FTBs need to ‘make like Usain Bolt’ as deadline looms

FTBs need to ‘make like Usain Bolt’ as deadline looms

Mortgage brokers have said first time buyers only have a week or two left to benefit from the government’s Help to Buy scheme, ahead of the October 31 deadline. 

Leaving it longer than this risks the process becoming untenable and would leave the prospective buyer short of negotiating time, brokers have said. 

“The challenge faced by most is finding a new build house that's available to buy. You will need every professional at your disposal to be on fire with the process,” James Miles, director of The Mortgage Quarter said. 

In May, it was announced that the scheme was winding down two months earlier than initially planned.

Buyers must reserve their home with a registered homebuilder and submit their equity loan application by 6pm on October 31.

Legal completion, or signing of contracts, needs to happen before 31 December and then the scheme will draw to a complete close in March, when buyers must have the keys to their property by 6pm on 31 March 2023. 

If this deadline is not met, the buyer will not be given the equity loan. 

Simple Fast Mortgage director, Rob Peters warned that buyers need to be sure their application is completed correctly before the October deadline, because they will not be able to reapply after this.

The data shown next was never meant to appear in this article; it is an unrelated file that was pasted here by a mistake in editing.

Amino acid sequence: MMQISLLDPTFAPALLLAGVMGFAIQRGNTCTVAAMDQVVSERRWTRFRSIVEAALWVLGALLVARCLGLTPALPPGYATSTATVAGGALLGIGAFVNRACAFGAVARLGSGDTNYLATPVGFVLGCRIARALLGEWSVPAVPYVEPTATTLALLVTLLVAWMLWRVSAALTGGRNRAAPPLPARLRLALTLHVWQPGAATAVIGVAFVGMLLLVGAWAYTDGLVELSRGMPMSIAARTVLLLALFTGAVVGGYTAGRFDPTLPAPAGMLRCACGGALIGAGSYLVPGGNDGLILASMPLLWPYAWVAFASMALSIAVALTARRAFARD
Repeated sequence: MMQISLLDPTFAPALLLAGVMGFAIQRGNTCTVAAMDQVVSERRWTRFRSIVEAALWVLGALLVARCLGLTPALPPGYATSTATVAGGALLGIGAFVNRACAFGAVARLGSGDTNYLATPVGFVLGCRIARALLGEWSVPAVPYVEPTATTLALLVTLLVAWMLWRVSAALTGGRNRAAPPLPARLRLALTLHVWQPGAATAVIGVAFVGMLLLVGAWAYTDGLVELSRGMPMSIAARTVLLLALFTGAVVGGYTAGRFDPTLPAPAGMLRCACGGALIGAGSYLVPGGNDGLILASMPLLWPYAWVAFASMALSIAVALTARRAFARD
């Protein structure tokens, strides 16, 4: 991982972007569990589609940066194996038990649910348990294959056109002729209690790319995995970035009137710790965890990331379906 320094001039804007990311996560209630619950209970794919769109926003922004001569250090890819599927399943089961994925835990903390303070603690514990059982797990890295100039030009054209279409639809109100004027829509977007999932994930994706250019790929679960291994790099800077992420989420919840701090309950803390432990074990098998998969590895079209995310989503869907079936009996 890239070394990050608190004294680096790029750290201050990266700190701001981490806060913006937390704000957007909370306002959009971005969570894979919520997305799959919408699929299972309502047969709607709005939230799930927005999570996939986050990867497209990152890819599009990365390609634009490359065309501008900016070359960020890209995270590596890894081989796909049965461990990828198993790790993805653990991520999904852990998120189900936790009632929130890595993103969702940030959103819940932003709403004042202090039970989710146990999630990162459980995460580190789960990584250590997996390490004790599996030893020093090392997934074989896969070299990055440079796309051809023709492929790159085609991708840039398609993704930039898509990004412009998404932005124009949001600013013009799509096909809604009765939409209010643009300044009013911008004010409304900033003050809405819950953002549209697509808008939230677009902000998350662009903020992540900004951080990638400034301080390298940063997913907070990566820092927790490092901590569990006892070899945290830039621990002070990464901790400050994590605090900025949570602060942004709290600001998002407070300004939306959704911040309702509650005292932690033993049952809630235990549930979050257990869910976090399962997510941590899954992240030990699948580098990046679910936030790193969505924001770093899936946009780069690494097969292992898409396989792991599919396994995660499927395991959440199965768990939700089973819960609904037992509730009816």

“House buyers who want to use the Help to Buy scheme better make like Usain Bolt and get a sprint on,” Peters said.

“There are no government plans to replace the successful Help to Buy scheme, but for those who will miss the deadline the good news is that all is not lost. There are other 5 per cent deposit solutions available in the market including 95 per cent mortgages and equity loans from a variety of providers.

“Though none are as low cost as Help to Buy, they can give those with a small deposit the ability to purchase a home.”

However, not all in the industry agree with Peters on the success of the scheme. 

As of August, the scheme has loaned £22.5bn to first time buyers, but some brokers have expressed concern that borrowers will not be able to repay their loans against the backdrop of rising interest rates and the cost of living crisis. 

Meanwhile, a report published earlier this year by the House of Lords found the scheme had pushed up house prices in England and failed to “provide good value for money” for the taxpayer.

Missing Element Mortgage Services’ Paul Neal said it is important to remind clients that when they redeem Help to Buy they are not paying back what they have borrowed, they are paying back 20 per cent of what the property’s value is which may increase repayments if the property value increases. 

“This is something all users of the scheme need to be made very aware of,” Neal stressed.